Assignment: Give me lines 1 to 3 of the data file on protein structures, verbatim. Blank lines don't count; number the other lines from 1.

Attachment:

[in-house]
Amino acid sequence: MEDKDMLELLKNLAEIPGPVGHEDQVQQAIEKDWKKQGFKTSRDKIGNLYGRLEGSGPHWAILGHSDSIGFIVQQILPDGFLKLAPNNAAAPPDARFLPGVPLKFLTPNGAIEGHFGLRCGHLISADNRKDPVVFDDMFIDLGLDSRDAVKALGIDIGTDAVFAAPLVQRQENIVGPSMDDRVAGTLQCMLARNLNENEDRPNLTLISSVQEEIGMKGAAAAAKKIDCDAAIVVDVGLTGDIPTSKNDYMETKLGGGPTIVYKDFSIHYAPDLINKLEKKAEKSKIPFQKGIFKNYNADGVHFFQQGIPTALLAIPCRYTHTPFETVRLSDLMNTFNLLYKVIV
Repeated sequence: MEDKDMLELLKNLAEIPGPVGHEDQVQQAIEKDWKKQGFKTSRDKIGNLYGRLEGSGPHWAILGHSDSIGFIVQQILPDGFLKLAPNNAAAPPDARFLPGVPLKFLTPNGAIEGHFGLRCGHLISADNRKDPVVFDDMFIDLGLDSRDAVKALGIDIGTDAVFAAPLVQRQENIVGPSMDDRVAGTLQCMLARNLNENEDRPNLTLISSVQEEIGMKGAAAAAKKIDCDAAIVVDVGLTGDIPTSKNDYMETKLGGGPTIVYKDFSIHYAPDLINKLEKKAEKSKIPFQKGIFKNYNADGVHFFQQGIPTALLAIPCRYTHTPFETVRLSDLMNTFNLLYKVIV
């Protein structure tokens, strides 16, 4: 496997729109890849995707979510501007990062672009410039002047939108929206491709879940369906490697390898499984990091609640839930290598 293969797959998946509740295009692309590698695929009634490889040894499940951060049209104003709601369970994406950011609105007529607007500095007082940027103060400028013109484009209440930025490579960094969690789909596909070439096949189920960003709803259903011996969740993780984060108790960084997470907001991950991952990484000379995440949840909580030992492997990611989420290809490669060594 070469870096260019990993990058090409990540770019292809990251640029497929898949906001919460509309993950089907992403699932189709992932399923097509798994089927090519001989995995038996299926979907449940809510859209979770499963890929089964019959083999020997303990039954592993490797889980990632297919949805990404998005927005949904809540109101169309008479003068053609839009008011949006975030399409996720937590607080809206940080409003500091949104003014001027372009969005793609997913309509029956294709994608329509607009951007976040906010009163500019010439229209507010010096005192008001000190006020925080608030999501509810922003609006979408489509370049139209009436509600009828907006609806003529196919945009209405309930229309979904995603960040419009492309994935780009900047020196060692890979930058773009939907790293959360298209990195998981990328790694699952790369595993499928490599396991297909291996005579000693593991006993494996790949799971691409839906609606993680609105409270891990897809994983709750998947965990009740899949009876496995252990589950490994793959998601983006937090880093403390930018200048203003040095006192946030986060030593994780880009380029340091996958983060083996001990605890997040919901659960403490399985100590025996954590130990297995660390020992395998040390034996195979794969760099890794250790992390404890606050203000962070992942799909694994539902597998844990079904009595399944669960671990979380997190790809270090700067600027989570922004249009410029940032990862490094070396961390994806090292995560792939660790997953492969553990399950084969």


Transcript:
[in-house]
Amino acid sequence: MEDKDMLELLKNLAEIPGPVGHEDQVQQAIEKDWKKQGFKTSRDKIGNLYGRLEGSGPHWAILGHSDSIGFIVQQILPDGFLKLAPNNAAAPPDARFLPGVPLKFLTPNGAIEGHFGLRCGHLISADNRKDPVVFDDMFIDLGLDSRDAVKALGIDIGTDAVFAAPLVQRQENIVGPSMDDRVAGTLQCMLARNLNENEDRPNLTLISSVQEEIGMKGAAAAAKKIDCDAAIVVDVGLTGDIPTSKNDYMETKLGGGPTIVYKDFSIHYAPDLINKLEKKAEKSKIPFQKGIFKNYNADGVHFFQQGIPTALLAIPCRYTHTPFETVRLSDLMNTFNLLYKVIV
Repeated sequence: MEDKDMLELLKNLAEIPGPVGHEDQVQQAIEKDWKKQGFKTSRDKIGNLYGRLEGSGPHWAILGHSDSIGFIVQQILPDGFLKLAPNNAAAPPDARFLPGVPLKFLTPNGAIEGHFGLRCGHLISADNRKDPVVFDDMFIDLGLDSRDAVKALGIDIGTDAVFAAPLVQRQENIVGPSMDDRVAGTLQCMLARNLNENEDRPNLTLISSVQEEIGMKGAAAAAKKIDCDAAIVVDVGLTGDIPTSKNDYMETKLGGGPTIVYKDFSIHYAPDLINKLEKKAEKSKIPFQKGIFKNYNADGVHFFQQGIPTALLAIPCRYTHTPFETVRLSDLMNTFNLLYKVIV